The University of Georgia is planning to replace a third of its old diesel buses with fully electric buses in the next year. The new buses will provide lower cost, and more important, cleaner transportation, according to officials at the university. That is critical because the university bus system is the the second-busiest transit system in the state with 11 million annual riders and 59 diesel buses.
Governor Nathan Deal announced on June 22 that $10 million would be appropriated to the university to cover the cost of the fully electric buses. The money will come out of the federal GO! Transit Capital program.
According to Kevin Kirsche, the Director of Sustainability at UGA, these buses will replace the university’s oldest. The new buses will emit no pollution, will reduce fuel and maintenance cost by 84 percent and will save 171,000 gallons of fuel, according to a press release from the university. For Kirsche, these buses mark a turning point in how the university approaches transportation and demonstrate its commitment to building an eco-friendly campus.
“Our goal is to conserve resources and reduce waste so that we can function as an overall more sustainable campus. The idea here is that we will be able to replace about a third of the campus fleet with these buses and over time will replace more campus vehicles as they reach the end of their lifespan,” he said.
“The 2020 strategic plan, which this is a part of, looks out a decade to say what the core direction and principles are that we want to go into as a university. There are seven, including advancing the research enterprise. Sustainability is woven throughout. One of those focuses is on advancing campus sustainability specifically, including reducing the number of vehicles on campus by 20 percent and to increase alternative means of transportation.”
These alternative means of transportation may also include a carpool membership program by 2020. Though this program is in early developmental stages, Kirsche believes that it will be instrumental in shifting student focus to sustainable transportation, something that the university has sought to do and has done with varying levels of success for years.
“Right now, through parking services, students can register for the alternative transportation program. It’s an incentive program. We’re going to be revising it in a year or so. We also have carpool commuting options now. If you’re registered, you can get two passes to park on campus every month, but students don’t necessarily know about it,” Kirsche said. “We’re jumping into a transportation parking study now. We’ve hired an outside company to do studies to look at incentive programs like ATP and to refine them, but also to look at bigger picture things like how students get to campus and how parking services parking rate structures work. We’re also asking the right questions. How can we coordinate with Athens Transit? Are there more satellite parking opportunities? Can we bike share or car share? We want to provide more options for getting to campus.”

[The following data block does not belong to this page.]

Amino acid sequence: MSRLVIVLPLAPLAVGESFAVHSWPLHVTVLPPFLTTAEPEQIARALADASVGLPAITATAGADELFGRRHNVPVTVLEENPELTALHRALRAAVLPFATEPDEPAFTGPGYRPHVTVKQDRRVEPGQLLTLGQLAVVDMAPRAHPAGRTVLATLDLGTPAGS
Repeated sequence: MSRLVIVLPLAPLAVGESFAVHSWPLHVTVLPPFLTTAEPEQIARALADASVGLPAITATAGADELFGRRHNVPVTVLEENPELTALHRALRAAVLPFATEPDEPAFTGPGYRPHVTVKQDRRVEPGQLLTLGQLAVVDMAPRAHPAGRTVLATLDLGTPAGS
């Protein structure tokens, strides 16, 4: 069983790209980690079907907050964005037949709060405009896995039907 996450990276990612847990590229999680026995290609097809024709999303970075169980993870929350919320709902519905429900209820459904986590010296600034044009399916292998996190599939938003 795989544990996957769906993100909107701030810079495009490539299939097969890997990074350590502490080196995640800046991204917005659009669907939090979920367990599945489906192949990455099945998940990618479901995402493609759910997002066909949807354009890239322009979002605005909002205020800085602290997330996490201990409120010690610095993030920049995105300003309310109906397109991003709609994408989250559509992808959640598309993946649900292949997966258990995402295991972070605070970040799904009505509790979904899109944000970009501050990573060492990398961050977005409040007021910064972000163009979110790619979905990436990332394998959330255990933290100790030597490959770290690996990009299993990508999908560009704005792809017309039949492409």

“We’re also going to be studying a rail line running down the eastern edge of campus,” Kirsche continued. “The university doesn’t own the rail line or have access to it, but we’re advocating for access. I’d like to see a commuter rail with a trail. That’d be a great transportation opportunity that could reach out around the whole Clarke County area. Ultimately, it could even be a train to Atlanta.” When asked whether or not developing a rail line seemed like a likely plan, Kirsche did not comment. He did state, however, that the idea was more a hope of his than a direct plan from the university.
This is not the first time that the possibility of a rail line to Atlanta has been explored in Athens. For the last thirty years, there have been rumors of plans to create commuter and intercity rails across Georgia, though these have failed in the face of highway transportation and budgeting costs. According to reports from former Atlanta City Councilman Douglas Alexander published in the Atlanta Journal Constitution, plans to develop rail lines may not be completely unrealistic, though they are unlikely. “Athens-to-Atlanta and Macon-to-Atlanta trains, according to state studies could carry lots of people and help lighten some of the traffic burden on the highways by providing a reliable and affordable transportation alternative for commuters,” Alexander wrote.
Even so, other directives included in the university’s 2020 strategic plan will certainly allow for environmental improvement. They include a commitment to drastically reducing UGA’s environmental footprint, reducing energy use, implementing methods of using and reusing water resources, providing sustainable food and transportation options, purchasing environmentally responsible products and equipment, increasing recycling and drastically reducing overall waste.
“We’re moving in the right direction, but we’ve got a long way to go,” said Kirsche. “We’re putting recycling bins everywhere, we’re building the right buildings. We’re making plans, but we’re not always using them well. We need the campus community to get involved with our goals.”